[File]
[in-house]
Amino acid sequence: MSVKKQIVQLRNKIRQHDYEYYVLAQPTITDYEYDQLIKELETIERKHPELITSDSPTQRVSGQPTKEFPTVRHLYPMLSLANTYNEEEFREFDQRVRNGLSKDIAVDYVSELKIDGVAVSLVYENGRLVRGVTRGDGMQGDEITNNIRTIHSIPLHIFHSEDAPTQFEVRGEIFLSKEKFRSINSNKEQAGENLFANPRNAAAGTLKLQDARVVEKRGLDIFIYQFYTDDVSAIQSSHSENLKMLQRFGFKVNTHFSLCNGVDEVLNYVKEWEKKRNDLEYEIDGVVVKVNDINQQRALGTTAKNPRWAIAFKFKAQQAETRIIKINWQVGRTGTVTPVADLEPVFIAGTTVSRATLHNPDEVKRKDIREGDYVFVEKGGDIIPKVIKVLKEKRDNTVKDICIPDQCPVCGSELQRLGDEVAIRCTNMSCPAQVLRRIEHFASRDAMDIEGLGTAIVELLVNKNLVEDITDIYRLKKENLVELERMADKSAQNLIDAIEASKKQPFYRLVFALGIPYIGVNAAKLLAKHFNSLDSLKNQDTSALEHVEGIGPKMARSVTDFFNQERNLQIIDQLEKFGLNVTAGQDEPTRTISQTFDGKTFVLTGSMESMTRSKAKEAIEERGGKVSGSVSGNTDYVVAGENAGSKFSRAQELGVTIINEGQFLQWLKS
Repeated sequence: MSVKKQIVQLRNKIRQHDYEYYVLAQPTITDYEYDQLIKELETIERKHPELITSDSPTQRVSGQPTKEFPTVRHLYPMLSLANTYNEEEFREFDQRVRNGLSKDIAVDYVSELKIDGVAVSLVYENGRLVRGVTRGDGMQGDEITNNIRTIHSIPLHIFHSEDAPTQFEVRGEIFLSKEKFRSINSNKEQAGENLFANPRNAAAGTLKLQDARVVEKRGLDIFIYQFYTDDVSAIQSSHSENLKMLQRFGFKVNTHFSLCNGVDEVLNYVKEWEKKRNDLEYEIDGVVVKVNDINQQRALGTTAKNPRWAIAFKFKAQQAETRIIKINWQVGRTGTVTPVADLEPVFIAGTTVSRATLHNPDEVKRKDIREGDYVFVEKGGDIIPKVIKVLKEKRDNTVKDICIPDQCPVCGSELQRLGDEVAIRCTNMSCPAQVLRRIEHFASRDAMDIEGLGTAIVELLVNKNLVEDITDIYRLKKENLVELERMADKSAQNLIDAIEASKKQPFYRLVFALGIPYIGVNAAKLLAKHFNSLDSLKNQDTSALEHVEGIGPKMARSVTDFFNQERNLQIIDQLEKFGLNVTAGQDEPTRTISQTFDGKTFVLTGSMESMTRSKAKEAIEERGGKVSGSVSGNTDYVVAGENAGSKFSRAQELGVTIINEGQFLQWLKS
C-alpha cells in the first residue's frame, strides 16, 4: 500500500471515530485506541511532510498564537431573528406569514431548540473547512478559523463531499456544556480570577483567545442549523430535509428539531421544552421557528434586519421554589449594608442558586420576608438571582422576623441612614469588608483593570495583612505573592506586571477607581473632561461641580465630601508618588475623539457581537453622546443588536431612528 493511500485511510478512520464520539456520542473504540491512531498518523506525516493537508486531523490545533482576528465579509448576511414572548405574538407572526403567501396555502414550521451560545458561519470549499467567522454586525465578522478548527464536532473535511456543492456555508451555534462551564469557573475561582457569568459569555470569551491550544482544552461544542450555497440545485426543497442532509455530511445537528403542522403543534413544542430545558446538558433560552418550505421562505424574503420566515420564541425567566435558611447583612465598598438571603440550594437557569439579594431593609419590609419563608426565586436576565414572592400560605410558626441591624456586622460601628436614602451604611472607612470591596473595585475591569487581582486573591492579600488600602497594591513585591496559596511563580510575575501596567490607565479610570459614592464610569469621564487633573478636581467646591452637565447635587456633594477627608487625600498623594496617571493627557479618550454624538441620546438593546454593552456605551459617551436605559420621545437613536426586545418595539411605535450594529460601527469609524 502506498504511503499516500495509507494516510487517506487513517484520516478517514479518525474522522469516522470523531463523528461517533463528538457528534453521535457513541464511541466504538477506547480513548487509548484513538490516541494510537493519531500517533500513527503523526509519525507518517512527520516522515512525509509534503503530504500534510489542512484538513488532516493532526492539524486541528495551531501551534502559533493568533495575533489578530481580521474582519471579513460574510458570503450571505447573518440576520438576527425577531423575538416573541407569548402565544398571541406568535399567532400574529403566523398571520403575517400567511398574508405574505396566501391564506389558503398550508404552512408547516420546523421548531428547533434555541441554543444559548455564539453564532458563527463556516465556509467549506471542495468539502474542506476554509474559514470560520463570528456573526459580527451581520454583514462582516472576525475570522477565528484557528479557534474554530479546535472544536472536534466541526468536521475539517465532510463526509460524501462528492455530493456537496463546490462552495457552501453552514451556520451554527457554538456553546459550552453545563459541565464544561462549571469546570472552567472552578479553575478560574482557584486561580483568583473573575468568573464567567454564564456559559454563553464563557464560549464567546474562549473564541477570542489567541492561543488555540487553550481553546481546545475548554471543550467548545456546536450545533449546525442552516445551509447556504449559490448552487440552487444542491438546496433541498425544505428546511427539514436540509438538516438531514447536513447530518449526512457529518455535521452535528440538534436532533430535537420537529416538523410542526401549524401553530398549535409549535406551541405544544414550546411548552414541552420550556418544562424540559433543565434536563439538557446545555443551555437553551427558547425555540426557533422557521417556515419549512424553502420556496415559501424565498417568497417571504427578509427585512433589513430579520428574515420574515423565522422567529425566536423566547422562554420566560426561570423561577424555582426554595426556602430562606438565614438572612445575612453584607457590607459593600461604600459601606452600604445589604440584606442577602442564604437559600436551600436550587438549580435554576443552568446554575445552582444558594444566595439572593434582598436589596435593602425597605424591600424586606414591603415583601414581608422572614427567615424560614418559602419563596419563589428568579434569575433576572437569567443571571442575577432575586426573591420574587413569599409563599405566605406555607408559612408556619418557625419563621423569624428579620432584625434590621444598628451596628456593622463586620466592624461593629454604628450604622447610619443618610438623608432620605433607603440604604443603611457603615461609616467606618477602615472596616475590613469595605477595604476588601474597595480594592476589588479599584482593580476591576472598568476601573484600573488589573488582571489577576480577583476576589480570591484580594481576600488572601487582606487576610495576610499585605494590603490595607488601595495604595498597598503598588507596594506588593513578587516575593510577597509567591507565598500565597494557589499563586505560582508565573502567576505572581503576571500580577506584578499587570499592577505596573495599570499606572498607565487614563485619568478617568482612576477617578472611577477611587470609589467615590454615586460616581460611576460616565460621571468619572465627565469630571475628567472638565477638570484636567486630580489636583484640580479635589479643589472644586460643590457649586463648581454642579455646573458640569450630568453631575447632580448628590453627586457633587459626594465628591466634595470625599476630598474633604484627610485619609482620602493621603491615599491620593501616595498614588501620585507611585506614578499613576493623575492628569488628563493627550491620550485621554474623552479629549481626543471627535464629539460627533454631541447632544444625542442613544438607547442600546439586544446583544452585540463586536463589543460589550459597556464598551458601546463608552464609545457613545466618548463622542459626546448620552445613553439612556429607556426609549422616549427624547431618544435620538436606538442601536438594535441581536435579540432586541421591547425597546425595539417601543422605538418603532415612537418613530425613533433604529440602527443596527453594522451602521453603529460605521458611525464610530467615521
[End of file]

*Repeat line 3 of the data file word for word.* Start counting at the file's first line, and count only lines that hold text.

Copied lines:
Repeated sequence: MSVKKQIVQLRNKIRQHDYEYYVLAQPTITDYEYDQLIKELETIERKHPELITSDSPTQRVSGQPTKEFPTVRHLYPMLSLANTYNEEEFREFDQRVRNGLSKDIAVDYVSELKIDGVAVSLVYENGRLVRGVTRGDGMQGDEITNNIRTIHSIPLHIFHSEDAPTQFEVRGEIFLSKEKFRSINSNKEQAGENLFANPRNAAAGTLKLQDARVVEKRGLDIFIYQFYTDDVSAIQSSHSENLKMLQRFGFKVNTHFSLCNGVDEVLNYVKEWEKKRNDLEYEIDGVVVKVNDINQQRALGTTAKNPRWAIAFKFKAQQAETRIIKINWQVGRTGTVTPVADLEPVFIAGTTVSRATLHNPDEVKRKDIREGDYVFVEKGGDIIPKVIKVLKEKRDNTVKDICIPDQCPVCGSELQRLGDEVAIRCTNMSCPAQVLRRIEHFASRDAMDIEGLGTAIVELLVNKNLVEDITDIYRLKKENLVELERMADKSAQNLIDAIEASKKQPFYRLVFALGIPYIGVNAAKLLAKHFNSLDSLKNQDTSALEHVEGIGPKMARSVTDFFNQERNLQIIDQLEKFGLNVTAGQDEPTRTISQTFDGKTFVLTGSMESMTRSKAKEAIEERGGKVSGSVSGNTDYVVAGENAGSKFSRAQELGVTIINEGQFLQWLKS